A Detroit Tigers fan growing up whose favorite player was Justin Verlander, Gervase then was selected in the 12th round of the 2022 MLB Draft by Verlander’s current team.

“He’s a goofy guy in a good way,” Newell said. “Every day he comes up to me and he’s like skip, if you need two shutout, I’m here. I’m here, don’t worry, I gotcha. He always wants the ball, he’s always ready, and I think at the end of the day that’s going to be his best trait moving forward.”

Listed at 6-foot-10, Gervase throws from a lower release point than you would expect for someone his height. Victor Ramos described it almost as if he’s getting on his knees and pitching, which can add a lot of deception. 

“Special release, special velo, good extension, tall guy. He’s able to manage a fastball-slider combo which is above average on a daily basis for this league and maybe other leagues,” Victor Ramos said. “He’s a hard worker, very professional. Coming out of that experience from LSU I think helped him a lot, how to be a professional, how to go to business on a daily basis.”

Walks can still be an issue at times with Gervase, surrendering almost one per inning through his first 11 appearances. However, while his BB/9 is bottom-5 on the Cyclones roster, his K/9 is top-5, as is his ERA and batting average against.

“Nobody can hit me, that’s my mindset when I go out there,” Gervase said. “That I’m the best guy on the field, and that hitter, his job is a lot harder than mine. Because if he goes 30% of the time, then he’s successful. 30%, that means you gotta get 30% three times against me to score. So for me, I just try to think of it like that, and I know that I’m good enough to go out there and dominate.”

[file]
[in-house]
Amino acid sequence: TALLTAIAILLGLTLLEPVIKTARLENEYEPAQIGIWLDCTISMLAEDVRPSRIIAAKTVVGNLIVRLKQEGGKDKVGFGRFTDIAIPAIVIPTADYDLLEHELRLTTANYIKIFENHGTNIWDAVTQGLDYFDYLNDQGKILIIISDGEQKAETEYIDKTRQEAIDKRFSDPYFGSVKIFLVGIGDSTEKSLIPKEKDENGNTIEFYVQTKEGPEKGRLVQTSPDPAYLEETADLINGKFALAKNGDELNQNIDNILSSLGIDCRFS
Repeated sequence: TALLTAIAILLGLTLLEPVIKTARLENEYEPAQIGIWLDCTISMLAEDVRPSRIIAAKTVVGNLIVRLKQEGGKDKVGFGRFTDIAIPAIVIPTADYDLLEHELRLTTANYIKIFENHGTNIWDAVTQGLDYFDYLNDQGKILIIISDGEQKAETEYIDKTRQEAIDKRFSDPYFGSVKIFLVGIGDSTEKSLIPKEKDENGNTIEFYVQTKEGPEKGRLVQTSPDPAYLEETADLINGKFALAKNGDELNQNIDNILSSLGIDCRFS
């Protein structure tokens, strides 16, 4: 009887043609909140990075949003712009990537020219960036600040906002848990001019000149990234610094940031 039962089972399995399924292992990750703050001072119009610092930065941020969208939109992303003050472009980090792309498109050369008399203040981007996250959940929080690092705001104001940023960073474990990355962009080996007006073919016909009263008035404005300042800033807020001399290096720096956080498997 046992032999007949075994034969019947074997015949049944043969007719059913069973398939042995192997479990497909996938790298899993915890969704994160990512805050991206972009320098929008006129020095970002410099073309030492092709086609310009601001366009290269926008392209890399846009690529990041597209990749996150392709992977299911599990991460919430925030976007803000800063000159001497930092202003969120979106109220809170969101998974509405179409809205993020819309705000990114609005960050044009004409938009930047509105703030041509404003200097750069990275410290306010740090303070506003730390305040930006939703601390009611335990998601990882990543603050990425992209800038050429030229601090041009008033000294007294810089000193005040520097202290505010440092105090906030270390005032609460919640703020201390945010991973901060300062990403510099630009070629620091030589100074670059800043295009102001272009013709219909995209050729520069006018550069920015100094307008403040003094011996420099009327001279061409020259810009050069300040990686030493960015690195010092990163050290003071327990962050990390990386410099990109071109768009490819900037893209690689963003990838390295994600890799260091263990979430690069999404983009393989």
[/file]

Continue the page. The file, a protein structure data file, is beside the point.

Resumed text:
Joining Gervase and Juarez in the top-5 in ERA is Wilkin Ramos, who the Mets took in the first round of the minor league phase of the most recent Rule 5 draft. Originally signed by the Oakland A’s in 2017 and then traded to the Pirates in December of 2018, Wilkin Ramos was in the Buccos organization from the 2019 season until he was selected by the Mets this offseason.

“[I] got excited, because [I] recognize that it’s a new way, a new path,” Wilkin Ramos said through Loyo. “The goal is the same, to get to the big leagues now with this organization. But on the other hand, [I] also thank the Pirates a lot, because they gave [me] the opportunity to be in baseball and for all that they teach.”

Through his first 11 appearances, Wilkin Ramos has cut his ERA down to 1.83 and his WHIP down to 1.17 through 19.2 innings. Photo by Matt Kipp / Brooklyn Cyclones.

He had a successful 2022 season with the Pirates’ Low-A team, putting up a 3.88 ERA and 1.61 ERA through 51 innings, but he’s taken a significant step this season with the Cyclones. Through his first 11 appearances, he’s cut his ERA down to 1.83 and his WHIP down to 1.17 through 19.2 innings.

Victor Ramos said the key for Wilkin Ramos is his making sure his control stays steady, and so far he’s done a good job in that department. He said he’s been more mature than he expected going into the season in multiple ways, whether it be his throwing programs, load management or ability to work in high-leverage situations — and he’s been able to do all of that while pounding the zone and throwing strikes. 

“He’s been taking care of the details, small things, and at the same time he’s been able to throw strikes with nasty stuff,” Victor Ramos said.

Victor Ramos said his delivery is “something special,” and Newell touted his reliability out of the pen.

“Goes out there every day, and we know what we’re gonna get out of him,” Newell said. “Gets outs, gets huge outs.”

The Cyclones bullpen has the second-best ERA in the league as of May 24. Daniel Juarez, Paul Gervase, and Wilkin Ramos, who have combined for a 0.85 ERA over 52.2 innings pitched, are a huge reason why.